This. Movie. From the opening credits to that last shot and every scene in between, you cannot deny there is something distinct and innately artistic about the style of Do The Right Thing (Spike Lee, 1989.)
Set aside the quick, provocative, often hilarious dialogue or the chilling relevance this film holds to this day – it could be shown in theaters tomorrow and still hold no less resonance when juxtaposed within the current racial tensions of our time. This is a conversation that needs to be worked through, but I want to take a moment in this post to gush over the absolutely wonderful structure and style of the movie.
Every time a new shot came into play, I smiled at the low angle here, the Dutch angle there, the camera swipe from one character to another in a moment of back and forth dialogue. One of my favorite shots was a simple one: Sal and Mookie talking.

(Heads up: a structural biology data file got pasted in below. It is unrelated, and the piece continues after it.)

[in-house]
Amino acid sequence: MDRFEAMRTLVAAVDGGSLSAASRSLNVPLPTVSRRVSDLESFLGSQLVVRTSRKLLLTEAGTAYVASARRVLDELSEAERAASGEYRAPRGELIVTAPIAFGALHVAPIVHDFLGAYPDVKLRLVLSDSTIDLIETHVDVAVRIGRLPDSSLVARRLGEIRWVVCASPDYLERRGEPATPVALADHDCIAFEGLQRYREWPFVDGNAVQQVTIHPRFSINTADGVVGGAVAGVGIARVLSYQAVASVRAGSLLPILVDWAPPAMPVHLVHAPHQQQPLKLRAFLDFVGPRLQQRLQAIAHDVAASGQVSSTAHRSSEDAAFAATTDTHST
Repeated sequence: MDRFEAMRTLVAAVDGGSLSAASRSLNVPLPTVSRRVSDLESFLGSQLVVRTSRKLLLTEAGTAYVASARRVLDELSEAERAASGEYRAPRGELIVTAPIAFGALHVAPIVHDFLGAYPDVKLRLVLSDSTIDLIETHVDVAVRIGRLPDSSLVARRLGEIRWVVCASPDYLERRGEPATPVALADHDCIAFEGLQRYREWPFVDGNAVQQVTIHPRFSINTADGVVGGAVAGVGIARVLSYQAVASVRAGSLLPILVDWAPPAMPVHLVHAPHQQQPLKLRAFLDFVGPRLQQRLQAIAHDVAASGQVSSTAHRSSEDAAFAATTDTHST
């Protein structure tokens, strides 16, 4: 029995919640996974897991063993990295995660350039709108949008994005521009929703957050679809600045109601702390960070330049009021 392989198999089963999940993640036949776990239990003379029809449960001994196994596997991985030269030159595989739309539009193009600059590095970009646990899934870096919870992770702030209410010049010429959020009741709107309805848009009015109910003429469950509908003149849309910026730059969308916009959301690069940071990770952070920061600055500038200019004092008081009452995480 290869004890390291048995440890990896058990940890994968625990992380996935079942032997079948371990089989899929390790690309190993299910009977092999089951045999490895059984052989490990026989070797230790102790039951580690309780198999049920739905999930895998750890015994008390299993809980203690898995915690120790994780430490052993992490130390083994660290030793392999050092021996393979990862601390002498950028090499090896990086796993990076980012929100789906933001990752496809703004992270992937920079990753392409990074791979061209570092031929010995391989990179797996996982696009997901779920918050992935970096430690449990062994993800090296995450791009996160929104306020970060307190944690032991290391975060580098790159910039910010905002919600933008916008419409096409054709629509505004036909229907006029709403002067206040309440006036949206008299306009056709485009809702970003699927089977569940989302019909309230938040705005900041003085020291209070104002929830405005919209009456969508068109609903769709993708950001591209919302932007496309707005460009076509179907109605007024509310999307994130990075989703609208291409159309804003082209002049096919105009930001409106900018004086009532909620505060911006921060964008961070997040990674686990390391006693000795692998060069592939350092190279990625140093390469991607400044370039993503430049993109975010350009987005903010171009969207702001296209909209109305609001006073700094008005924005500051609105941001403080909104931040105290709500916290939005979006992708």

Shot from a high angle, it shows them deep in discussion. Mookie snatches a pizza box and slips out of frame. A few moments passes. Then, he’s back in the frame – a few more words are exchanged between the two and Mookie’s gone again: no cuts, no changes of angles, no fancy crane shots or anything. It’s simple, seamless, and wonderful.
It’s moments like this one that shows a level care, attention and a degree of freedom imbued into the very root of this film’s structure – one of many things to celebrate about Do The Right Thing.